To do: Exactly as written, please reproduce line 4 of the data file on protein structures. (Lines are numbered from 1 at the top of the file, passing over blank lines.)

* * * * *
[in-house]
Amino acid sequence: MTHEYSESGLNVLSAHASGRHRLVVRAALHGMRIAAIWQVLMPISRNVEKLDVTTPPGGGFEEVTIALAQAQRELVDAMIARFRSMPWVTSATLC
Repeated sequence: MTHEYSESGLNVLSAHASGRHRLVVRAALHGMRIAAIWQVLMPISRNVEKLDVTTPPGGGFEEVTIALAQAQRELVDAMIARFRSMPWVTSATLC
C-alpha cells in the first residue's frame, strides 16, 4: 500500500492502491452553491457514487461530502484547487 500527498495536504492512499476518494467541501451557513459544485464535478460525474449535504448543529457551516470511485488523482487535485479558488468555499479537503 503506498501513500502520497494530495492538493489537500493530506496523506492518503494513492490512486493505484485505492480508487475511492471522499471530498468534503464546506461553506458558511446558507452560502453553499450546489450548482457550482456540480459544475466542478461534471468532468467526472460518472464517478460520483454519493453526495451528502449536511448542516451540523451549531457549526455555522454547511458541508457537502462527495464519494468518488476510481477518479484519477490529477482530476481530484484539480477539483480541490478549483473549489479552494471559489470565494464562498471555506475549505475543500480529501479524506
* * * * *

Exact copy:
C-alpha cells in the first residue's frame, strides 16, 4: 500500500492502491452553491457514487461530502484547487 500527498495536504492512499476518494467541501451557513459544485464535478460525474449535504448543529457551516470511485488523482487535485479558488468555499479537503 503506498501513500502520497494530495492538493489537500493530506496523506492518503494513492490512486493505484485505492480508487475511492471522499471530498468534503464546506461553506458558511446558507452560502453553499450546489450548482457550482456540480459544475466542478461534471468532468467526472460518472464517478460520483454519493453526495451528502449536511448542516451540523451549531457549526455555522454547511458541508457537502462527495464519494468518488476510481477518479484519477490529477482530476481530484484539480477539483480541490478549483473549489479552494471559489470565494464562498471555506475549505475543500480529501479524506